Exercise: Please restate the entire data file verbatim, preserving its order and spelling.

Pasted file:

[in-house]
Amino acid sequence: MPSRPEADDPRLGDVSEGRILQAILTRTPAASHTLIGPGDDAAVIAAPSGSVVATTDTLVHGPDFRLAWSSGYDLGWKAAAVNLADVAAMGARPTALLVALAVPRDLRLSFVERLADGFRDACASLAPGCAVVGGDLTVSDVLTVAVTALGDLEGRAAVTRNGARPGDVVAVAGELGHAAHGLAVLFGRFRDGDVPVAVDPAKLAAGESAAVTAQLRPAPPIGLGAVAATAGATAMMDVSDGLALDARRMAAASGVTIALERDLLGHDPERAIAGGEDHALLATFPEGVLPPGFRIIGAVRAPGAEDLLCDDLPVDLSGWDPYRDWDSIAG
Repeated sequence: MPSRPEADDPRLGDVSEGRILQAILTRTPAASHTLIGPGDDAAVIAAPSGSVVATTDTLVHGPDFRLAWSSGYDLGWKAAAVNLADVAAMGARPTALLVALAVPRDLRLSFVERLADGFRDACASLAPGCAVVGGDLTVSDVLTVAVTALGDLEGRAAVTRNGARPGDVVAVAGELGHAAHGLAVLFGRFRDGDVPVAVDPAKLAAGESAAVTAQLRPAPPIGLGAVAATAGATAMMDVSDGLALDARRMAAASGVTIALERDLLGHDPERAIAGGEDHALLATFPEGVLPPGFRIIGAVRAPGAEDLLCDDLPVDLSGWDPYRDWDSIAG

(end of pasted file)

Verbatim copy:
[in-house]
Amino acid sequence: MPSRPEADDPRLGDVSEGRILQAILTRTPAASHTLIGPGDDAAVIAAPSGSVVATTDTLVHGPDFRLAWSSGYDLGWKAAAVNLADVAAMGARPTALLVALAVPRDLRLSFVERLADGFRDACASLAPGCAVVGGDLTVSDVLTVAVTALGDLEGRAAVTRNGARPGDVVAVAGELGHAAHGLAVLFGRFRDGDVPVAVDPAKLAAGESAAVTAQLRPAPPIGLGAVAATAGATAMMDVSDGLALDARRMAAASGVTIALERDLLGHDPERAIAGGEDHALLATFPEGVLPPGFRIIGAVRAPGAEDLLCDDLPVDLSGWDPYRDWDSIAG
Repeated sequence: MPSRPEADDPRLGDVSEGRILQAILTRTPAASHTLIGPGDDAAVIAAPSGSVVATTDTLVHGPDFRLAWSSGYDLGWKAAAVNLADVAAMGARPTALLVALAVPRDLRLSFVERLADGFRDACASLAPGCAVVGGDLTVSDVLTVAVTALGDLEGRAAVTRNGARPGDVVAVAGELGHAAHGLAVLFGRFRDGDVPVAVDPAKLAAGESAAVTAQLRPAPPIGLGAVAATAGATAMMDVSDGLALDARRMAAASGVTIALERDLLGHDPERAIAGGEDHALLATFPEGVLPPGFRIIGAVRAPGAEDLLCDDLPVDLSGWDPYRDWDSIAG